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‘Don’t waste your time doing things that can be done by others’

Roopleen Prasad| 07 Dec 2012, Vol 0 Issue 1

“The bad news is time flies.
The good news is you’re the pilot.”
-Michael Altshuler

In today’s fast paced world where time is money, most people rush frantically through their day with heaped up schedules and chasing deadlines. Living under time pressure, their lives are ruled by the clock and the calendar.

From the days when time was marked by the passing of seasons, when there was plenty of leisure time and one looked for ways to ‘kill’ time, we have come to an age where most people struggle to get hold on time, are constantly engaged in an unending race against time and are desperately seeking measures to help them save time.

Roosevelt once remarked, "Never before have we had so little time in which to do so much."

Most people have a nagging feeling that they have too much work to do, too many commitments to fulfill and just not enough time at their disposal. They find it hard to keep up with the ever increasing work load and wish there were more hours in the day. Adam Hochschild’s words rightly sum up their predicament, “Work is hard, distractions are plentiful and time is short.”

Time indeed is precious and if valued properly can mean all the difference between the successful and the unsuccessful.

Contrary to what many people might think, the work day is long, tiring and frustrating not because of the huge amount of work but because of the poor time management. William Penn was right when he pointed out: “Time is what we want most, but what we use worst.”

Life in general has become hectic and the world has turned competitive. Every second counts. If you want to score over others and stay ahead in the race, you need to not only ‘work hard’ but ‘work smart’ by managing your time wisely.

Peter Drucker once said, "Time is the scarcest resource available." But the truth remains that there are twenty-four hours in a day and that is a lot of time if used judiciously.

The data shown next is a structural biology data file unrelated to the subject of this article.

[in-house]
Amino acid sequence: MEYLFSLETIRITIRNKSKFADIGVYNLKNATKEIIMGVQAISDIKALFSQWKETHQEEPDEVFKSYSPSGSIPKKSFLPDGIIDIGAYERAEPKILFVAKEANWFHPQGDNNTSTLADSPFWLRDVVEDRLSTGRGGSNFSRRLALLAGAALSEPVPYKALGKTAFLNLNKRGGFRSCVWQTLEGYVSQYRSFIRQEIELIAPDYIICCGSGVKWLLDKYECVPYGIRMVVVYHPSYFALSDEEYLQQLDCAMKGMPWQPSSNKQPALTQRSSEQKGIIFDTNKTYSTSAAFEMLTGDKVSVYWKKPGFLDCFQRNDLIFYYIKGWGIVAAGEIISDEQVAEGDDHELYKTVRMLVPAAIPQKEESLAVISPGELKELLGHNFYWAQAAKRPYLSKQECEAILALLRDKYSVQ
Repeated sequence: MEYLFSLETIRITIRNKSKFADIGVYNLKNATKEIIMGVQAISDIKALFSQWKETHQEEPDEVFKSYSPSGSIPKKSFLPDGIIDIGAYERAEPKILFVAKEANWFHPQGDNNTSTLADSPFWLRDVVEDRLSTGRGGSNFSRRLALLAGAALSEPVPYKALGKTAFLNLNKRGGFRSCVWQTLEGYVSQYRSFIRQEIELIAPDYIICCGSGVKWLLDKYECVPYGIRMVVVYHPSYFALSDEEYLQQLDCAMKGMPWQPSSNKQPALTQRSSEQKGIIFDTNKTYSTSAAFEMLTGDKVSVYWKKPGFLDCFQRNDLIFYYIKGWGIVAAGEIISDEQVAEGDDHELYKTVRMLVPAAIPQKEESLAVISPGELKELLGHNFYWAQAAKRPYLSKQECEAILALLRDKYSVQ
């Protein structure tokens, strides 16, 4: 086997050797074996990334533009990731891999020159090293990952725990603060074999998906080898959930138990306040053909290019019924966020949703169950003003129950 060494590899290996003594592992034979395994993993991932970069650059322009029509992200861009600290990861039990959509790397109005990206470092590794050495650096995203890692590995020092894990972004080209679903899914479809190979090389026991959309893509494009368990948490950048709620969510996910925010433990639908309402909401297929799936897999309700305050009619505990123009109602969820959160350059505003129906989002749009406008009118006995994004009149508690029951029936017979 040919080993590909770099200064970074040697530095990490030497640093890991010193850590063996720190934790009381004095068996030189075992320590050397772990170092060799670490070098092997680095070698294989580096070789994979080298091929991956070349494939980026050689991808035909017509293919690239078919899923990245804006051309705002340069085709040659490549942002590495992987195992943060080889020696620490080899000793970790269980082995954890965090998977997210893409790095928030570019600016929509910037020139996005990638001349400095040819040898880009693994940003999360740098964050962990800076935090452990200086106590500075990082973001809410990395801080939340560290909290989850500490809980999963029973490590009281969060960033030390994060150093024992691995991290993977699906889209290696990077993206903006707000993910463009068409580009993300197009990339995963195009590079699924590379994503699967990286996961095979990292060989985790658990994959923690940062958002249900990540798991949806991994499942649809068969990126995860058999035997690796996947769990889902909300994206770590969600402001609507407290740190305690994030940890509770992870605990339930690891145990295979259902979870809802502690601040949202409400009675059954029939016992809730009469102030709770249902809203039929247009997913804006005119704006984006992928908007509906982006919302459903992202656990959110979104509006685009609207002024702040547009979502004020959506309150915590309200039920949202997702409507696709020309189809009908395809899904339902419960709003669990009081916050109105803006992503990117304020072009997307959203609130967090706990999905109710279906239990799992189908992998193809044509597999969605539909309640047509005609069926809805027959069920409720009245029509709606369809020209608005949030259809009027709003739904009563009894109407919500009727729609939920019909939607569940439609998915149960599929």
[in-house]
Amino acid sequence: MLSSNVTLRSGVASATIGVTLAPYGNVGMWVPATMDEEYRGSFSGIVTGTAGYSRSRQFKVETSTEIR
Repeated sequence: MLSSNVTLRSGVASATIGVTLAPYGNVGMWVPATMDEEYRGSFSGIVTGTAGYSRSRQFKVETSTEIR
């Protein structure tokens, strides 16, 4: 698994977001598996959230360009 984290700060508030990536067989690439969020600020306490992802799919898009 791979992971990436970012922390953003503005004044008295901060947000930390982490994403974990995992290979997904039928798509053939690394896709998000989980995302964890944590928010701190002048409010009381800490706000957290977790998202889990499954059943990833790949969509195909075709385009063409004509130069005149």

Time management is just a resolve away and can begin as soon as you make up your mind to get started on it. The first and the foremost thing to do is to keep a log for a few days and watch how you spend your time. Once you evaluate that, you will cease to drift around killing time and begin making deliberate choices about how you are going to spend your time.

Someone has brilliantly put the essence of time management as follows: “What comes first, the compass or the clock? Before one can truly manage time (the clock), it is important to know where you are going, what your priorities and goals are, in which direction you are headed (the compass).”

So before you set out to manage time, craft a vision for your future. Then give yourself long-term and short-term goals in keeping with that vision. Goals are important for managing your time because they give you a direction to move in and a destination to work towards.

Faulty time management is more often than not the result of faulty work habits. Don’t begin work before you have planned properly. Meticulous planning is important; preparation time is never wasted.

Like Victor Hugo said, “He who every morning plans the transaction of the day and follows out the plan, carries a thread that will guide him through the labyrinth of the most busy life.”

Plan your day. Prepare your ‘to-do” list first thing in the morning. Have a clear idea of what you want to accomplish during the day. Then lay out your tasks and work to deadlines. Carry out work in segments; break a larger task into smaller easily achievable tasks. Make sure you track your time and proceed through the day as per your priorities.

Don’t carry out tasks back to back or work for long periods of time. Give sufficient time in between two tasks. Take short breaks to keep yourself relaxed.

Discipline is the soul of time management. Don’t give in to temptations. Don’t let low priority things and distractions side-track you. Don’t procrastinate. Tackle important tasks right away. Most important - don’t waste your time doing things that can be done by others or should not be done at all.

Don’t overwork. Plan your leisure time as well. Maintain a healthy lifestyle, eat proper and take plenty of rest. This will keep the stress away, avoid burnout and help you improve your focus while sustaining your enthusiasm leading to a greater efficiency.

Time management is not just about ‘having’ time. It is about making the best use of time and translating it into positive results. As Henry David Thoreau said, “It’s not enough to be busy, so are the ants. The question is, what are we busy about?”

The Author is a Motivational Counselor, Speaker, Ophthalmologist, and Author of 'Principles of Success Made Easy-14 Easy Steps to Climb the Ladder of Success'
 

  • Wednesday, December 12, 2018